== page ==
Scooter Hobbs column: One man’s crusade for LSU
Published 12:00 pm Saturday, January 21, 2023
The LSU basketball team will honor its 1979 team during today’s game against No. 9 Tennessee in the Maravich Assembly Center.
It’s certainly worth remembering Dale Brown’s first Southeastern Conference championship — at the time, LSU’s first in 25 years — which had the young nucleus who two years later would reach the Final Four.
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As the centerpiece of today’s festivities, the current team will wear the jerseys worn by that 1979 team.
That, too, seems harmless enough, although it involves Dale Brown at his best. So hang on.
Mainly, I’m just glad that the late, great Paul Manasseh didn’t hang around this Earth long enough to have to suffer through it again.
That 1979 team was certainly a ton of fun. Names like Ethan Martin, Jordy Hultberg, Al Green, Rudy Macklin (who was injured), Greg Cook, Lionel Green and, of course DeWayne “Astronaut” Scales, so nicknamed because his head tended to wander out toward distant planets.
But you really need the backstory on that retro jersey (which, conveniently, will be on sale at today’s game).
Manasseh, LSU’s legendary sports information director, was passionate about a lot of things, no matter how hard he feigned nonchalance.
Maybe at the top of the list was the notion that his university, especially in athletics, should be referred to as LSU — not Louisiana State.
For the first half of the previous century, the Tigers’ identity went through a Periods period when the school mostly showed up in print as L.S.U.
You might even find examples of that on old bowl tickets or schedule posters down in great-grandpa’s dusty man cave.
I think maybe the New York Times still insists on the punctuationally correct periods, but gradually the practice died out and periods faded into oblivion.
The subject of Manasseh’s ire was The Associated Press news service, which had a “stylebook” that was your basic bible for all newspapers, the go-to reference guide for all matters of, well, style.
That style book decreed that on first reference in a story the school was to be called “Louisiana State.” After first reference it was permissible to write “LSU” to your heart’s content.
A small, trivial matter, perhaps.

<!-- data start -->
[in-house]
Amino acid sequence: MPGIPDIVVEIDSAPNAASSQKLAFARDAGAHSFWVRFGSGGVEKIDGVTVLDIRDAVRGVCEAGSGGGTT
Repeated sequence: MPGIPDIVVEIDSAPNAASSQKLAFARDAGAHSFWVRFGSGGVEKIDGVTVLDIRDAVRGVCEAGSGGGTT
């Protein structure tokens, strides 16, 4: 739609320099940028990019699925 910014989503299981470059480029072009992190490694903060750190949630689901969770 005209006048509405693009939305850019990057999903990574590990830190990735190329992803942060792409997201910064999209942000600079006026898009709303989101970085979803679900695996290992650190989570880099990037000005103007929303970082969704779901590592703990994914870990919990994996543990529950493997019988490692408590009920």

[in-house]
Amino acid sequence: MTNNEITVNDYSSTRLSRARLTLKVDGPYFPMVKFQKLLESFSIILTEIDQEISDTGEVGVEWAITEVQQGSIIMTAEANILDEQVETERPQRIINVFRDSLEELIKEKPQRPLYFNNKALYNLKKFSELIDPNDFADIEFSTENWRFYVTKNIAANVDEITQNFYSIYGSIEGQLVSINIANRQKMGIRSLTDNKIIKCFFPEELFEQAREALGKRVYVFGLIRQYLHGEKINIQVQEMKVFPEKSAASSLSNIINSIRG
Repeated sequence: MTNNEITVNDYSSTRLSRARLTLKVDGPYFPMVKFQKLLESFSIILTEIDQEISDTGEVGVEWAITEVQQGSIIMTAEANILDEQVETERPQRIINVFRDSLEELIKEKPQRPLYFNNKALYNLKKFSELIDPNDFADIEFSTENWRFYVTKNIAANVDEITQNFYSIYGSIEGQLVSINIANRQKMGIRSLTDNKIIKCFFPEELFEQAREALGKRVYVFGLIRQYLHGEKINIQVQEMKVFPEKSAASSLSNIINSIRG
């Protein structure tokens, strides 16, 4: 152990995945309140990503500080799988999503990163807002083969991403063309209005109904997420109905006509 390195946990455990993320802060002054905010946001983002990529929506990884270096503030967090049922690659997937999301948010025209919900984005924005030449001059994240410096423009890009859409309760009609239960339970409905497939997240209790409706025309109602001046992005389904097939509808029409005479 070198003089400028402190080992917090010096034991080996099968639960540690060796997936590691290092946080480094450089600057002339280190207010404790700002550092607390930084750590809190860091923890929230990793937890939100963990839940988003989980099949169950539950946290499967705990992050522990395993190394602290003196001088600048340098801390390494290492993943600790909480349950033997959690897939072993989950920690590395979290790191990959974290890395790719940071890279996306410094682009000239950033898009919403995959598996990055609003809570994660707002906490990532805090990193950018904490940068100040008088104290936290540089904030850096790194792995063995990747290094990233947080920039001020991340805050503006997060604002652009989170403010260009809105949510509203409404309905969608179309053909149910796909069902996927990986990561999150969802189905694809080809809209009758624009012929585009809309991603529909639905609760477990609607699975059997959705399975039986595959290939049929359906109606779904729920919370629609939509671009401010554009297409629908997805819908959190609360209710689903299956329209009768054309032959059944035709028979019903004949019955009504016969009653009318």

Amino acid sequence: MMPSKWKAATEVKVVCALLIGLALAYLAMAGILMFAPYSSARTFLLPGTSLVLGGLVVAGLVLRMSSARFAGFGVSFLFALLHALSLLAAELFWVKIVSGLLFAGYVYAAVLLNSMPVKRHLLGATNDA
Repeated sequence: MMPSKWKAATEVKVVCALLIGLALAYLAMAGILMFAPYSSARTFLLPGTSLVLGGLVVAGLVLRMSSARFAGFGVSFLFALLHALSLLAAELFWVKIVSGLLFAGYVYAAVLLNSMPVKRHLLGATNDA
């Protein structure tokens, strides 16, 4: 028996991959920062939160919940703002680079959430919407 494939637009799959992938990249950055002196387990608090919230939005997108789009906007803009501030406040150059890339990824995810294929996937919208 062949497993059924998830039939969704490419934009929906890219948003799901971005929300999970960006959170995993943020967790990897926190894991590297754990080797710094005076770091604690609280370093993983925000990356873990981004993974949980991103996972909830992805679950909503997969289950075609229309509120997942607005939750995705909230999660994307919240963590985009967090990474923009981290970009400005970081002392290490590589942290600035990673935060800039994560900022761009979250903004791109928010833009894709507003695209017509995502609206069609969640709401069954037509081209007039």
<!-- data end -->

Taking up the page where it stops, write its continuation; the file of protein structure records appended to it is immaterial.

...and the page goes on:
But it drove Manasseh crazy is all it did. He harped on it continuously, mostly bickering with AP big-wigs. But if there was a lull in a media hospitality suite, he was likely to get on his pulpit, invited or not.
A lot of Louisiana newspapers started breaking the rule on their own — it was a guide, not federal law — but that didn’t deter Manasseh from his life’s quest. He wanted it universally accepted.
For example, he would point out, UCLA didn’t have to be called University of California at Los Angeles. Its initials alone were fine for first reference. There were some other schools, I think.
It took years of blood, sweat and wasted news ink. But finally, after years of Manasseh’s incessant pestering — maybe just to get him out of their hair — the AP stylebook editors relented. LSU could be LSU, even in first reference.
There was some extra pep in Manasseh’s step. Victory at last! As I recall this was not long before the opening of the 1978-79 basketball season.
For once, it was a much anticipated hoops opening for a team that had found its footing late the season before, even upsetting eventual national champion Kentucky.
So, with much and refreshing hoopla, the team took to the court on opening night wearing brand new uniforms that Dale Brown was so anxious to show off.
Above the numbers, the jerseys read:
Below the numbers:
Not only that but it was scripted in cursive (millennials, ask your parents) and barely readable. There were even little stars dotting the two “i’s”
Manasseh wanted to strangle Brown and said, not for the first or last time, “I wish (basketball inventor) James Naismith had died in child birth.”
The rumor was the team didn’t like these sartorial monstrosities much either.
They really were eye-catching, in a hideous sort of way. So give them credit for overcoming that, too.
FOOTNOTE: A few years later the USA TODAY newspaper debuted. It marched to its own style drummer, which included Louisiana State in first reference.
It didn’t take long for Manasseh to fire off an angry missive to USA TODAY’s higher-ups.
The letter was addressed to: United States of America Today.
Scooter Hobbs covers LSU athletics. Email him at email@example.com